From its monitoring centre at Fornebu, Norkring operates and monitors all its services 24/7, making sure that the services stay on air and people can watch TV and listen to the radio all summer - and the rest of the year too, of course.
Christian Jacobsen, the head of Norkring’s operations centre at Fornebu, emphasised the importance of having an operations centre monitoring the network in Norway around the clock.
“One of Europe’s biggest networks - in a country with challenging topography and a fickle climate - stays in operation thanks to staff who possess considerable experience and expertise,” said Jacobsen. He went on to explain how his colleagues monitor 3,000 stations in Norkring’s network and how the latest technology is used for monitoring, problem-solving and maintenance. Experienced employees with a solid background in the industry work in the monitoring room and out in the field.
When lightning doesn’t strike
Lightning cracked across the skies of Norway throughout early June, with up to 60,000 discharges in Southern Norway. “The impact of that went almost unnoticed in our network,” said Jacobsen, comparing that period to 2016 where thunder and lightning caused considerable issues in Norkring’s network.
“Norkring is well-prepared no matter what our weather gods may have in store for us this summer,” he added, pointing to how the network has been made more robust as well as specific improvements that indicate Norkring’s measures have been effective and paid off.
Keeping an eye on the weather
While the summer weather forecast may leave much to be desired, it’s only clear skies ahead for the Norwegian broadcasting network, Jacobsen said with a smile. He pointed to how Norkring’s operational apparatus keeps a close eye on the weather and that according to the summer forecasts, neither heat waves nor autumn storms are expected.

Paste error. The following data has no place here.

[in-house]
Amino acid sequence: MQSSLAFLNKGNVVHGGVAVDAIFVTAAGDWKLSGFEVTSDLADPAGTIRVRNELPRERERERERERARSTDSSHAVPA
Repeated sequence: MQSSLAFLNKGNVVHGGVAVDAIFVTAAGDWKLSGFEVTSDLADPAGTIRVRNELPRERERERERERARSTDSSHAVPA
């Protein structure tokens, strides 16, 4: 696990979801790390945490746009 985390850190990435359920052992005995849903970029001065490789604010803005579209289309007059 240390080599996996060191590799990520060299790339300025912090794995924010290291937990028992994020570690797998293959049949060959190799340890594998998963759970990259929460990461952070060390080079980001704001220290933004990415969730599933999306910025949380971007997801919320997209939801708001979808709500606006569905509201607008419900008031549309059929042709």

Jacobsen also noted how last year’s high temperatures posed ventilation challenges at Norkring’s stations, as well as how lightning, thunder and rain has previously created headaches for the operation of the network.
“We’re prepared for the summer, at least,” he said, adding that neither Norkring nor anyone else could do anything about the dismal weather forecast.
A lot of people may choose to pack a pair of welly boots and an extra wool sweater for this year’s summer holiday. “At Norkring’s operations centre, we make sure that our support system remains in operation throughout the summer, and extra staff can be brought in if the weather takes a turn for the worse,” Jacobsen said. Effective notification procedures have been implemented, and Norkring has also ensured that there is a close dialogue between relevant parties and limited planned works over the summer to ensure great listening and viewing experiences.
“One of Europe’s biggest networks - in a country with challenging topography and a fickle climate - stays in operation thanks to staff who possess considerable experience and expertise,” said Jacobsen.